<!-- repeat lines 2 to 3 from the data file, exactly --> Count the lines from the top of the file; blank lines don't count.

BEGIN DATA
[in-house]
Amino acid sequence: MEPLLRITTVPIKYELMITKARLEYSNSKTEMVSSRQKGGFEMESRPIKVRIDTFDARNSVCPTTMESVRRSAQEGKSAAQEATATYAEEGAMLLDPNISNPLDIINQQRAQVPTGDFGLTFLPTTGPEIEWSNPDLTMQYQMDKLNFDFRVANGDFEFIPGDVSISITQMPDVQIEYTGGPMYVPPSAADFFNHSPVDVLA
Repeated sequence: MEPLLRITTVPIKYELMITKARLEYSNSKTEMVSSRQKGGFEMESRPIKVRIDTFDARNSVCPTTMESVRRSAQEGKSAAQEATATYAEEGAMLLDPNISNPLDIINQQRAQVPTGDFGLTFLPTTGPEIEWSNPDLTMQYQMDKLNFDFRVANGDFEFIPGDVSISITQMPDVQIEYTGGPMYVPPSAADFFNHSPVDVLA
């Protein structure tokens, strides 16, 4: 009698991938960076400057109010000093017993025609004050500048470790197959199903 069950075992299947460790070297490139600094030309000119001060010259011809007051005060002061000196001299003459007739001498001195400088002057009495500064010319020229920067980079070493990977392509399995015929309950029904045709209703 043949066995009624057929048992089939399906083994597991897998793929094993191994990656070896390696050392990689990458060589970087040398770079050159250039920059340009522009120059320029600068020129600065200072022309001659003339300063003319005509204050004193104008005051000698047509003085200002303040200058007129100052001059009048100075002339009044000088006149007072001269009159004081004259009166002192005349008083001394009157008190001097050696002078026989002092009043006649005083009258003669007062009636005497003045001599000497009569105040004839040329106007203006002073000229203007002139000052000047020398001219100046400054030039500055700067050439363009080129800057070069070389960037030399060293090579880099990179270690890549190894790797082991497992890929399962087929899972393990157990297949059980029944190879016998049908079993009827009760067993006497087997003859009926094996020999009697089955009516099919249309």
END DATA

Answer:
Amino acid sequence: MEPLLRITTVPIKYELMITKARLEYSNSKTEMVSSRQKGGFEMESRPIKVRIDTFDARNSVCPTTMESVRRSAQEGKSAAQEATATYAEEGAMLLDPNISNPLDIINQQRAQVPTGDFGLTFLPTTGPEIEWSNPDLTMQYQMDKLNFDFRVANGDFEFIPGDVSISITQMPDVQIEYTGGPMYVPPSAADFFNHSPVDVLA
Repeated sequence: MEPLLRITTVPIKYELMITKARLEYSNSKTEMVSSRQKGGFEMESRPIKVRIDTFDARNSVCPTTMESVRRSAQEGKSAAQEATATYAEEGAMLLDPNISNPLDIINQQRAQVPTGDFGLTFLPTTGPEIEWSNPDLTMQYQMDKLNFDFRVANGDFEFIPGDVSISITQMPDVQIEYTGGPMYVPPSAADFFNHSPVDVLA